thousand of them lay scattered dead about the ground. There were few
wounded in these battles. The short sword of the Romans seldom left its
work unfinished.

"They would have it so," Caesar is reported to have said, as he looked
sadly over the littered bodies in the familiar patrician dress.[6]
"After all that I had done for my country, I, Caius Caesar, should have
been condemned by them as a criminal if I had not appealed to my army."

[Sidenote: B.C. 48.]
But Caesar did not wait to indulge in reflections. His object was to stamp
the fire out on the spot, that it might never kindle again. More than half
the Pompeians had reached the hills and were making for Larissa. Leaving
part of his legions in the camp to rest, Caesar took the freshest the same
evening, and by a rapid march cut off their line of retreat. The hills
were waterless, the weather suffocating. A few of the guiltiest of the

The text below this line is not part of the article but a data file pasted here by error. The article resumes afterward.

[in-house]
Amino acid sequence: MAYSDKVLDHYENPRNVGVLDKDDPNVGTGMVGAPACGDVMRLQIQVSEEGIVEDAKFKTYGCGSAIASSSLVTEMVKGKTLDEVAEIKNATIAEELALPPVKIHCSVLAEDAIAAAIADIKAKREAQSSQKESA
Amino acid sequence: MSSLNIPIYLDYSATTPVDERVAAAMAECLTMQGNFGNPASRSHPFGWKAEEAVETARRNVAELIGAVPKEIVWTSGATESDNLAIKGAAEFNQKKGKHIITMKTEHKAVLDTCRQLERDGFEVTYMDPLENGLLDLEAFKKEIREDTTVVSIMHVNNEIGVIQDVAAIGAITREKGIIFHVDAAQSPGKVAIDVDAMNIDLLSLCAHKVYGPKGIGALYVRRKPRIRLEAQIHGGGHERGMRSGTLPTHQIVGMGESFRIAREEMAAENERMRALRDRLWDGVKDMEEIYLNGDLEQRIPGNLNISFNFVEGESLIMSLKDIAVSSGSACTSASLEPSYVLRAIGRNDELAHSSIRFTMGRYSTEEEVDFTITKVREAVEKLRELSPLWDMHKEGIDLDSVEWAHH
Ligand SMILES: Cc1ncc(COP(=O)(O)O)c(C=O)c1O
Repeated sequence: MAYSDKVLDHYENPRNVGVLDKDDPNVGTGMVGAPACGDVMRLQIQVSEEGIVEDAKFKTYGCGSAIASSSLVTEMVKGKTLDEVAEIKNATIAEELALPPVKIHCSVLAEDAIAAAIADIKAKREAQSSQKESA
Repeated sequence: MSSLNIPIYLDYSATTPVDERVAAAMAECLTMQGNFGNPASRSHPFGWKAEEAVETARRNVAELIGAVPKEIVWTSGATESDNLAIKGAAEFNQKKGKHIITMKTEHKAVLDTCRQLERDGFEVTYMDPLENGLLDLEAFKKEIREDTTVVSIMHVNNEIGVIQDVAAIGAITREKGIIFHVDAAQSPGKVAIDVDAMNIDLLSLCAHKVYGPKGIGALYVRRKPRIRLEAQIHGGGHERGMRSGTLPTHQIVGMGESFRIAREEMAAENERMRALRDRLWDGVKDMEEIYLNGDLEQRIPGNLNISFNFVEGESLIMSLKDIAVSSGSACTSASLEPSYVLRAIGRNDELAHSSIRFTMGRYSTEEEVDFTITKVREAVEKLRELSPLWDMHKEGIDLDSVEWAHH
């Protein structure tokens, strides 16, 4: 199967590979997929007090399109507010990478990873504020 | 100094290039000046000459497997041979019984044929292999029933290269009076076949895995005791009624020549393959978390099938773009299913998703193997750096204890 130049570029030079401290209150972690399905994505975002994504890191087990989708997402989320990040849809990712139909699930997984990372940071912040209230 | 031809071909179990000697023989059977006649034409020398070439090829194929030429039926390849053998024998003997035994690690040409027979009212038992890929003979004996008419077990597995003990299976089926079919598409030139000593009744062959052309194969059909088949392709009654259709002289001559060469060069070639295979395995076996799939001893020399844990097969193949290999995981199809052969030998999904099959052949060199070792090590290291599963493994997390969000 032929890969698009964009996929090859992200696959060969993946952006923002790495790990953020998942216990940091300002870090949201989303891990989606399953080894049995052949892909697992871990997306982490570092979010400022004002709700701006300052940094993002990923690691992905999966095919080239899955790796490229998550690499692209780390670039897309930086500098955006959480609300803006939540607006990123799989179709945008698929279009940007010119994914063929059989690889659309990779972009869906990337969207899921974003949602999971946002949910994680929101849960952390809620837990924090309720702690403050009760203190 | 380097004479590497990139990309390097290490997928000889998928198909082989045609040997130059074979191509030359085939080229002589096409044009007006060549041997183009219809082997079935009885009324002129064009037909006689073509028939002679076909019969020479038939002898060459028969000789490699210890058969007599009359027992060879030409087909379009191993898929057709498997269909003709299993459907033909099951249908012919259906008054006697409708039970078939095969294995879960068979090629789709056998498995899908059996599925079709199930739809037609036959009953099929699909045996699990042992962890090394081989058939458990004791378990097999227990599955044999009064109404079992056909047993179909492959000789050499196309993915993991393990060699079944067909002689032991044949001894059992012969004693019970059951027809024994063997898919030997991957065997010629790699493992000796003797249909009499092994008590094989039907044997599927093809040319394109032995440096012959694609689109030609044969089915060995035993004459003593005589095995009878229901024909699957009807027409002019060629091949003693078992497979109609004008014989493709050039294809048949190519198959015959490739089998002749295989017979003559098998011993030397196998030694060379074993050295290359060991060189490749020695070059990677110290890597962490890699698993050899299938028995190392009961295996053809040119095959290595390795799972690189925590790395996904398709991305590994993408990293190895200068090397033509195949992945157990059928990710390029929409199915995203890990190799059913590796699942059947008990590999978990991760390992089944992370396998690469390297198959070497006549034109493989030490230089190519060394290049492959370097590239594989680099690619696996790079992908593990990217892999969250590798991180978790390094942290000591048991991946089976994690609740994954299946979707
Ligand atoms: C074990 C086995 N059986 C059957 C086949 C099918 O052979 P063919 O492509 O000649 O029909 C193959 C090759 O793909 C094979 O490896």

Pompeian leaders, Labienus, Lentulus, Afranius, Petreius, and Metellus
Scipio (Cicero and Cato had been left at Durazzo), contrived to escape in
the night. The rest, twenty-four thousand of them, surrendered at
daylight. They came down praying for mercy, which they had never shown,
sobbing out their entreaties on their knees that the measure which they
had dealt to others might not be meted out to them. Then and always Caesar
hated unnecessary cruelty, and never, if he could help it, allowed
executions in cold blood. He bade them rise, said a few gentle words to
relieve their fears, and sent them back to the camp. Domitius Ahenobarbus,
believing that for him at least there could be no forgiveness, tried to
escape, and was killed. The rest were pardoned.